Place, publisher, year, edition, pages
Elsevier, 2012
Keyword
Cassini, E-ring, Ion density, Ion velocity, Plasma disk, Saturn magnetosphere, Alpha particles, Magnetosphere, Orbits, Plasma waves, Plasmas, Velocity, Ions
National Category
Natural Sciences
Identifiers
urn:nbn:se:uu:diva-192893 (URN)10.1016/j.pss.2012.09.016 (DOI)000314007400024 ()
Available from: 2013-01-28 Created: 2013-01-25 Last updated: 2017-12-06Bibliographically approved
2. Dayside/nightside asymmetry of ion densities and velocities in Saturn's inner magnetosphere
Open this publication in new window or tab >>Dayside/nightside asymmetry of ion densities and velocities in Saturn's inner magnetosphere
2014 (English)In: Geophysical Research Letters, ISSN 0094-8276, E-ISSN 1944-8007, Vol. 41, no 11, 3717-3723 p.Article in journal, Letter (Refereed) Published
Abstract [en]

We present Radio and Plasma Wave Science Langmuir probe measurements from 129 Cassini orbits, which show a day/night asymmetry in both ion density and ion velocity in the radial region 4–6 RS (1 RS = 60,268 km) from the center of Saturn. The ion densities ni vary from an average of ∼35 cm−3 around noon up to ∼70 cm−3 around midnight. The ion velocities vi,θ vary from ∼28–32 km/s at the lowest dayside values to ∼36–40 km/s at the highest nightside values. The day/night asymmetry is suggested to be due to the radiation pressure force acting on negatively charged nanometer-sized dust of the E ring. This force will introduce an extra grain and ion drift component equivalent to the force of an additional electric field of 0.1–2 mV/m for 10–50 nm sized grains.

National Category
Astronomy, Astrophysics and Cosmology
Identifiers
urn:nbn:se:uu:diva-227095 (URN)10.1002/2014GL060229 (DOI)000339280200005 ()
Available from: 2014-06-24 Created: 2014-06-24 Last updated: 2017-12-05Bibliographically approved
3. Transport and chemical loss rates in Saturn's inner plasma disk
Open this publication in new window or tab >>Transport and chemical loss rates in Saturn's inner plasma disk
Show others...
2016 (English)In: Journal of Geophysical Research - Space Physics, ISSN 2169-9380, E-ISSN 2169-9402, Vol. 121, no 3, 2321-2334 p.Article in journal (Refereed) Published
Abstract [en]

The Kronian moon Enceladus is constantly feeding its surrounding with new gas and dust, from cryovolcanoes located in its south polar region. Through photoionization and impact ionization of the neutrals a plasma disk is created, which mainly contains hydrogen ions H+ and water group ions W+. This paper investigates the importance of ion loss by outward radial transport and ion loss by dissociative recombination, which is the dominant chemical loss process in the inner plasma disk. We use plasma densities derived from several years of measurements by the Cassini Radio and Plasma Wave Science (RPWS) electric field spectrums and Langmuir probe (LP), to derive the total flux tube content NL2. Our calculation show that NL2 agrees well with earlier estimates within L shell 8. We also show that loss by transport dominates chemical loss in between L shell 2.5 and 10. The loss rate by transport is ∼5 times larger at 5 Saturn radii (1 RS = 60,268 km) and the difference is increasing as L7.7 for larger radial distances, for the total ion population. Chemical loss may still be important for the structure of the plasma disk in the region closest to Enceladus (∼±0.5 RS) at 3.95 RS, since the transport and chemical loss rates only differ by a factor of ∼2 in this region. We also derive the total plasma content of the plasma disk from L shell 4 to 10 to be 1.9×10^33 ions, and the total ion source rate for the same region to be 5.8×10^27 s^−1. The equatorial ion production rate P, ranges from 2.6×10^−5 cm^−3s^−1 (at L = 10) to 1.1×10^−4 cm^−3s^−1 (at L = 4.8). The net mass loading rate is derived to be 123 kg/s for L shell 4 to 10.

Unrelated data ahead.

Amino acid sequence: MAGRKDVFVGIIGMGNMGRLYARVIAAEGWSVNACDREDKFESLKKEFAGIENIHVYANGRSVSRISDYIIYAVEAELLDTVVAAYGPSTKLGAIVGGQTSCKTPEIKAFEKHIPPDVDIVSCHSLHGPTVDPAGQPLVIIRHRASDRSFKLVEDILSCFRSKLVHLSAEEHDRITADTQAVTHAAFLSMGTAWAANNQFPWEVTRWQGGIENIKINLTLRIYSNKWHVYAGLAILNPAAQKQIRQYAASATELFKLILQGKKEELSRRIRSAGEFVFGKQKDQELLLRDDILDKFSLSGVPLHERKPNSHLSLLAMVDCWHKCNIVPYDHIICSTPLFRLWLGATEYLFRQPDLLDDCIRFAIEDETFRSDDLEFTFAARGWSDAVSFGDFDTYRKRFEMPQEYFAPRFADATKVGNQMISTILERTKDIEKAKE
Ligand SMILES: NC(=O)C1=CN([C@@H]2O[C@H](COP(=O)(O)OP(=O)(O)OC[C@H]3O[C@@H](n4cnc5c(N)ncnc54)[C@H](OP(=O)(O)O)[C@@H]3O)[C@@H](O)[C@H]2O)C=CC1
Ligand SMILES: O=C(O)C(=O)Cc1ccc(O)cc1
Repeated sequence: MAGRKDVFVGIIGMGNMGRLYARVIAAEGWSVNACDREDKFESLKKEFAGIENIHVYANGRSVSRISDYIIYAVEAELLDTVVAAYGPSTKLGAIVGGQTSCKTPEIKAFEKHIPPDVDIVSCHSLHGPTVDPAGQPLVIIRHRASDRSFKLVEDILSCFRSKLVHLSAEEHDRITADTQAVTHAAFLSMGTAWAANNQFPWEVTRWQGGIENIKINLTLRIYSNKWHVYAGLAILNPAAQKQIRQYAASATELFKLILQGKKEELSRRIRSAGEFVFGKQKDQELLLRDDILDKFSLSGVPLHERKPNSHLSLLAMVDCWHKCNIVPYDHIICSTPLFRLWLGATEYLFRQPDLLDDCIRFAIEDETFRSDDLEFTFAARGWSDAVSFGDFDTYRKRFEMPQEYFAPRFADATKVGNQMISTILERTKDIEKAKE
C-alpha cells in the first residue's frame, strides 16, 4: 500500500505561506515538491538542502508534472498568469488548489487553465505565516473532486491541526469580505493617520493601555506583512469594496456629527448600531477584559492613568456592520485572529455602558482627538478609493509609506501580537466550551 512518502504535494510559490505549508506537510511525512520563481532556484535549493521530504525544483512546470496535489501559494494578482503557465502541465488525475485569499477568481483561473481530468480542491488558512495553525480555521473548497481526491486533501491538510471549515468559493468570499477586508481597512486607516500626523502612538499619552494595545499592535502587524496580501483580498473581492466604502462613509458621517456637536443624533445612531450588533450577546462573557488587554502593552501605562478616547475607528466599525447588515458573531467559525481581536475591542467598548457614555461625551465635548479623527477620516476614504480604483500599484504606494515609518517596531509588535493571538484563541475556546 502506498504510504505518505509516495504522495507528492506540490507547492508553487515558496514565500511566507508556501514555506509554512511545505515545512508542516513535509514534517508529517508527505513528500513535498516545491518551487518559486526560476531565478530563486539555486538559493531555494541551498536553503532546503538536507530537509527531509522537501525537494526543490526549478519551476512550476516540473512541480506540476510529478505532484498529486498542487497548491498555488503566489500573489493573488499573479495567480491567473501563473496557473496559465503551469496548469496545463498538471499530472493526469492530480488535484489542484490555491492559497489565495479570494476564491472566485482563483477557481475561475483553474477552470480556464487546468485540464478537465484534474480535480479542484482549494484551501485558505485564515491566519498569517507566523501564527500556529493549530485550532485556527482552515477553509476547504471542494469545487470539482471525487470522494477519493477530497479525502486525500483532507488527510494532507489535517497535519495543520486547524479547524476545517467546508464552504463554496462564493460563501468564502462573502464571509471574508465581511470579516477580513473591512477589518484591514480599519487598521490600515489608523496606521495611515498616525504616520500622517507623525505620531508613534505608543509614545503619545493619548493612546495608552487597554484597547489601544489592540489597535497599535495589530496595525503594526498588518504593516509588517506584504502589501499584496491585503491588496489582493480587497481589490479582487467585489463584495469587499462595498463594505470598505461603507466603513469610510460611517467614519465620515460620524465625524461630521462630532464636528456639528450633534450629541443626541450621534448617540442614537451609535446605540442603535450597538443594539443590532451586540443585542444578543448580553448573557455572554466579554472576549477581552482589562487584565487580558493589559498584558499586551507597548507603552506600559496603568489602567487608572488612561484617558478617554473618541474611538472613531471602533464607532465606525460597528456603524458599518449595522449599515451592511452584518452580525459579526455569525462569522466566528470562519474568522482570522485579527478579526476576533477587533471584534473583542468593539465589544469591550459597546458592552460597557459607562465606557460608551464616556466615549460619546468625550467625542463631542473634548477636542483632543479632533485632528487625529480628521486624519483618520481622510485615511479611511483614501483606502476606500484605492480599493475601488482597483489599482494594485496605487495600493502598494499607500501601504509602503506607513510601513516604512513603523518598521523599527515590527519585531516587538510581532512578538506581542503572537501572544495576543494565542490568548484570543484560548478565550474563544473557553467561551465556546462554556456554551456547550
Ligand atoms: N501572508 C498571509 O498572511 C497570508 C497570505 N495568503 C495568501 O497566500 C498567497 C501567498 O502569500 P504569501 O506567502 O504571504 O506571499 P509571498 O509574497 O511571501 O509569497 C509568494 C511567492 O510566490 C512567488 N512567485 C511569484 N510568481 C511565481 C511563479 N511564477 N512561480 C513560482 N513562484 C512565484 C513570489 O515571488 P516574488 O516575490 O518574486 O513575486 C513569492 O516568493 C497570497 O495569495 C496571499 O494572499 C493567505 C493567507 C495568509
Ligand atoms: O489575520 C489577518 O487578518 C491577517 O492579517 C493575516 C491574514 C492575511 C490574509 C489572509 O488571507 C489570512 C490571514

National Category
Fusion, Plasma and Space Physics
Identifiers
urn:nbn:se:uu:diva-263274 (URN)10.1002/2015JA021784 (DOI)000374730900032 ()
Funder
Swedish National Space Board, DNR 162/14 DNR 166/14Swedish Research Council, DNR 621-2014-450 5526
Available from: 2015-09-29 Created: 2015-09-29 Last updated: 2017-12-01Bibliographically approved
4. Density structures, ion drift speeds, and dynamics in Saturn's inner plasma disk
Open this publication in new window or tab >>Density structures, ion drift speeds, and dynamics in Saturn's inner plasma disk
(English)Manuscript (preprint) (Other academic)
National Category
Fusion, Plasma and Space Physics
Identifiers
urn:nbn:se:uu:diva-263277 (URN)
Available from: 2015-09-29 Created: 2015-09-29 Last updated: 2015-11-10